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In the Castle of the Flynns
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In the Castle of the Flynns

3.87 of 5 stars 3.87  ·  rating details  ·  291 ratings  ·  46 reviews
The year is 1954 and Daniel Dorsey learns at the age of eight the intimate meaning of death when his parents are killed in a car crash. Taken in by his colorful, at times mad, and always tender and caring extended family, Daniel learns that even the deepest sorrows and hurt can be healed.
Michael Raleigh's In the Castle of the Flynns is about a young boy growing up Irish i
Hardcover, 347 pages
Published December 3rd 2005 by Sourcebooks Landmark (first published February 1st 2002)
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Carolyn Agosta
I read this book on the recommendation of my sister, and I certainly pass on that recommendation. This story, which reads like a true experience, is not only a wonderful look at the Irish Catholic experience in 1955 Chicago, it's also a story about how love (or the lack of it) determines so much in our lives. The book is hilarious in places (like the wedding of the main character's uncle, where the world's oldest man arrives late to church and shuffles in at the 'pace of the Wisconsin glacier', ...more
Lovely book written from the view of a man looking back at his childhood in the 50's. He lost his parents at an early age and the story follows him as he and his remaining family adjust to a new life. The story was well paced and kept my interest until the end.
Marisa Gonzalez
The story of a young boy living in 1950's Chicago who loses both parents and is raised by his grandparents and various relatives. The characters in this book were so real it read like a memoir. I loved the innocence of the main character and how this book evoked so many emotions. Happiness, sadness, anger and some really great laughs. I highly recommend it.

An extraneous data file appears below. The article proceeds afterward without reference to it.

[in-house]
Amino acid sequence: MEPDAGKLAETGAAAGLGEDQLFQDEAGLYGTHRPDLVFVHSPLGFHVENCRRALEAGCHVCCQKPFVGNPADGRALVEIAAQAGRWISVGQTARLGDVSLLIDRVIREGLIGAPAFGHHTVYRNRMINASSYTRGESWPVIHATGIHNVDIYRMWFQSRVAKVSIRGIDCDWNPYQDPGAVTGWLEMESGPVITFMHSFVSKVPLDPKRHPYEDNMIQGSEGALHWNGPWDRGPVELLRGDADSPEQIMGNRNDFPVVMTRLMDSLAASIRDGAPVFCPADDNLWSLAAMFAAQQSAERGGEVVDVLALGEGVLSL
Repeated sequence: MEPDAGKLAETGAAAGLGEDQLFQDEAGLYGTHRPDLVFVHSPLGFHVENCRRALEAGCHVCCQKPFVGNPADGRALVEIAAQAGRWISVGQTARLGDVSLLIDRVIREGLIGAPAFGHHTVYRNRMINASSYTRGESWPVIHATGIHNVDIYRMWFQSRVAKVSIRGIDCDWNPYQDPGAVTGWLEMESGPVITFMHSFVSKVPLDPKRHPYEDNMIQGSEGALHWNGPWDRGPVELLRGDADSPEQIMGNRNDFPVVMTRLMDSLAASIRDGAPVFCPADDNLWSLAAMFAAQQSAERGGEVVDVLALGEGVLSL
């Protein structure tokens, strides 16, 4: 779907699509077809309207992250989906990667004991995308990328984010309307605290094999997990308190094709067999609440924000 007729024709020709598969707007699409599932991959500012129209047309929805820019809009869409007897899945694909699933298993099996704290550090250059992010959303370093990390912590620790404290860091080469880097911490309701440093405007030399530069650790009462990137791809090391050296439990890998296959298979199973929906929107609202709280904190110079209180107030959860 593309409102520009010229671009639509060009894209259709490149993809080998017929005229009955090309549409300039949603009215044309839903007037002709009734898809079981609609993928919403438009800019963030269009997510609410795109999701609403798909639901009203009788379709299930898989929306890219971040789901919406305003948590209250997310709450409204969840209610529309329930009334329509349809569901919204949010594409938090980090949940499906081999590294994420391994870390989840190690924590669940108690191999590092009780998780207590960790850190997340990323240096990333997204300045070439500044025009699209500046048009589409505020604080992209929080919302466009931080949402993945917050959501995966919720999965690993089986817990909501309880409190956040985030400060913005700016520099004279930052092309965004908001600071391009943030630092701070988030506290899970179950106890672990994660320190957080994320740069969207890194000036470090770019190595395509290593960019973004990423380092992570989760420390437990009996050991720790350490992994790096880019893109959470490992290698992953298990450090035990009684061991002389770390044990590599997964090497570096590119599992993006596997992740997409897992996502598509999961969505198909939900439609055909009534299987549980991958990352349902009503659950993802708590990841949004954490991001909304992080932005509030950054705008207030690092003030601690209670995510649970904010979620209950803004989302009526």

A boy finds himself tragically orphaned at a very young age, and his extended Irish family steps up to take him in and try their best to raise him. This is a lovely "memior" of growing up in the late 40s early 50s in Chicago, and a tight Irish family. How much fun it was to watch the tribulations of his uncle's love lives from the perspective of a young boy who admits that he doesn's understand it all. There are escapades with his cousin and a boy-genius who owns a chemistry set (there's a reaso ...more
Although this book begins with the death of Danny's parents, it is far from depressing. Danny gets taken in by his grandparents, the Irish-Catholic Flynn family, living in Chicago in the 1950's. This is a charming and endearing tale; you can't help but love this family. I listened to the audio book from my iPod at work, and some parts had me laughing aloud at my desk -- the book itself is funny, but the narrator is terrific and does all the different voices. I definitely recommend this book to o ...more
The dialog was great, I could hear these voices as I read. Would make a great movie.
Well written charming. Daniel Dorsey has lost both parents in a car crash. But this story is less about grief and more about how he adapts to living with his Mother's extended family - a large Irish catholic family living in Chicago in the 50's. The family dynamics will bring tears to your eyes and make you laugh out loud.
a great read about an Irish-Catholic family during the innocent 50s. Thoroughly enjoyed it and had a hard time putting it down
I loved this book! It's told from the point of view of an 8-yr-old boy in 1955 Chicago who has lost both his parents and is taken in by his maternal grandparents. He describes the colorful characters on both sides of his family, his antics with schoolmates and beautifully & comically retells the events that take place during that time. The author depicts the emotions of this young character very insightfully and brings you into his heart. This book will make you laugh & cry....
Robert Palmer
A very good story about growing up in a Chicago neighborhood in the 50s.I can remember everything in this book like it was yesterday.If you did not grow up in Chicago or any other large city,this book will give you a feel of what it was all about.
Last Saturday the author,Michael Raleigh,gave a talk at the Villa Park library and it was great.
I can't think of any of my friends who wouldn't give this book 5 stars.